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Showing entries tagged adolescence.  Show all entries

December 2, 2011

Online NRSC 2100- Is it a Good Idea?


Over the last semester we have all participated in a class with a very different learning format from that which we are used to. Whether we signed up for an online class or not, almost all of the educational content of this class has been presented online. Independent, online learning, presents a very different learning experience than the traditional university course. Rather than seeing and hearing a professor lecture and discussing our learning in a social, classroom setting we have obtained most of our information through online textbooks, tutorials and videos and have discussed it using Facebook, Hootcourse and this blog. The question is: Is this new form of education that does not revolve around the face-to-face social experience between a teacher and a classroom bring the same benefits? Is social interaction important for learning? Do the social capabilities of the internet (i.e. Facebook) sufficiently replace in-person communication?
In her article, "The Developing Social Brain: Implications for Education, (http://www.cell.com/neuron/fulltext/S0896-6273(10)00173-X )" Sarah-Jayne Blakemore explores the research that has been done on the role of social interaction in learning. Humans have a social brain; we are capable of intuitively knowing what certain facial expressions and body language mean. Babies developing language skills depend on social interaction for learning. Blakemore highlights a study (Kuhl et al., 2003 ) in which American babies are exposed to Chinese Mandarin through three different methods: 1) social interaction (reading and playing) with a native speaker, 2) videos of that same speaker or 3) audio recording of that same speaker. The only group that displayed the learned ability to distinguish between Chinese sounds was the group that experienced social interaction. The benefits of social interaction in learning are not yet understood. It could be that the infants are more motivated by social interaction or that the adult speaker is able to tailor their behavior to the child's needs in a social experience.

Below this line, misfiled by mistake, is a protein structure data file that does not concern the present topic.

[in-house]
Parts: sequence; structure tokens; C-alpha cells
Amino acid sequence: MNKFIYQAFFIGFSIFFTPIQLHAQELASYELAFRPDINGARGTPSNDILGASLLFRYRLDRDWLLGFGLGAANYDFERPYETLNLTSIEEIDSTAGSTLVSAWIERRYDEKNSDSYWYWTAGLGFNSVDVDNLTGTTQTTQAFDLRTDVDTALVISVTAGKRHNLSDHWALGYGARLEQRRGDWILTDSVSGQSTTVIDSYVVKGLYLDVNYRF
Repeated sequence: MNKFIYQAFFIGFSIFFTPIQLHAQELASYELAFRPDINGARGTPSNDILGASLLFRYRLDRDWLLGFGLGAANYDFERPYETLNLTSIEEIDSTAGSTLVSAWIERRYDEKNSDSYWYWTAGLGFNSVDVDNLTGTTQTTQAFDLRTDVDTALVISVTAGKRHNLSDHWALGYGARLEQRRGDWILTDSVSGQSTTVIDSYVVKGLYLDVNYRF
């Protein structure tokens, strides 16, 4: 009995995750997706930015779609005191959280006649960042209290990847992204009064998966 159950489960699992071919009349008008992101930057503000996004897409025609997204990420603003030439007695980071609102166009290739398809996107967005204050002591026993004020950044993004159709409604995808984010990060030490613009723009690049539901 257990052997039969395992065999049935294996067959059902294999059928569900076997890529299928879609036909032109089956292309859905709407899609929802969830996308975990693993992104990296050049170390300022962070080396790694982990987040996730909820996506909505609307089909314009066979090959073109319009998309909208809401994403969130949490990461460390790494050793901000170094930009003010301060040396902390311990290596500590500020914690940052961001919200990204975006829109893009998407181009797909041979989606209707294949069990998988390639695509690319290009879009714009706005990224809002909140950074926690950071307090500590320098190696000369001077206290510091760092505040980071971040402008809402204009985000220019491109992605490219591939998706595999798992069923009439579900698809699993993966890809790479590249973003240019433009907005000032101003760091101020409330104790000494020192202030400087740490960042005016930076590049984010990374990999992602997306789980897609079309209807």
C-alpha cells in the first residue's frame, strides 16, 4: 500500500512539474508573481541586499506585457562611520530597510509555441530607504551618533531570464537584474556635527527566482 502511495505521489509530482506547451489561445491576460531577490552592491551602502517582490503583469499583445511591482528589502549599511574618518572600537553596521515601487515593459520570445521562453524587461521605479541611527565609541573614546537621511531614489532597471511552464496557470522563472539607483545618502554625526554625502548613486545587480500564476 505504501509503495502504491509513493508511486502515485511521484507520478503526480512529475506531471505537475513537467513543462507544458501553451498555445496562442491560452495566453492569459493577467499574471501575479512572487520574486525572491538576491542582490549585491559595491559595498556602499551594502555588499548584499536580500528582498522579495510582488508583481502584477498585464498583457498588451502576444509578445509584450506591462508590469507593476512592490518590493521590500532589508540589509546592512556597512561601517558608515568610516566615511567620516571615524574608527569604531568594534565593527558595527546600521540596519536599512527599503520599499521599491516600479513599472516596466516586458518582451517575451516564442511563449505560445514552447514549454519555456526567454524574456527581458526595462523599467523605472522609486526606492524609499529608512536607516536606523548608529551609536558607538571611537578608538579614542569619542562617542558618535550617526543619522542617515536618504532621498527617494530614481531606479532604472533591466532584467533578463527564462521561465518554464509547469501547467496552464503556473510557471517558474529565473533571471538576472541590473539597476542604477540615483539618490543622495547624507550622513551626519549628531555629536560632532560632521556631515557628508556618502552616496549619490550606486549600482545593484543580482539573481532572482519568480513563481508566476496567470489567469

This doesn't necessarily point to the absolute necessity of social interaction for academic learning; language acquisition is different from the type of learning done in a university classroom and the age of the participants and their brain development is significantly different from that of the typical student enrolled in this class. Blakemore explores one of these issues by examining the difference in brain activity in adults and adolescents. The brain undergoes significant changes in Medial Prefrontal Activation during adolescence. This area is active in social cognition tasks. Research suggests that the development of social learning skills is still taking place late into adolescence and that continuing to learn and have real-life social interactions during this period is crucial for the development of the brain.
She concludes her exploration with more questions and an analysis of implications of this research for education. It is clear that some types of learning do require social interaction and that this is true even into late adolescence (and perhaps beyond?). For now, the question as to whether classes such as this one are as educationally valuable for the human brain is waiting on more research . For now, we get to be the judges of that.
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October 23, 2011

Technology: Virtue or Vice to Our Brains?


It is undeniable that our daily lives are inundated with technology. Our society and this world work hand in hand with technology on a close, almost dependent level. It is only in the last few decades that we have become so co oriented with technology, and it is becoming a more pressing issue than ever that we question the effects of this change. As humans, who we are is shaped by our experiences, and knowing and acknowledging this fact means we have to question both the pros and cons of such a new and close relationship with technology. When looking at this relationship it is not a question of whether or not humans are being affected by technology but how technology is affecting us.

Technology includes a multitude of different things and cannot be considered one single entity. Because it is so multidimensional it is not necessarily a good or a bad thing; a greater breakdown is necessary to determine potentially harmful technology from proven positive facets of technology. It is verified that technology as a whole has the ability to manipulate mood and arousal. It has also been proven that attention, and vision and motor skills can be enhanced while using technology. These improvements are highly dependent based on the type of technology being used and whether or not there is active or passive interaction.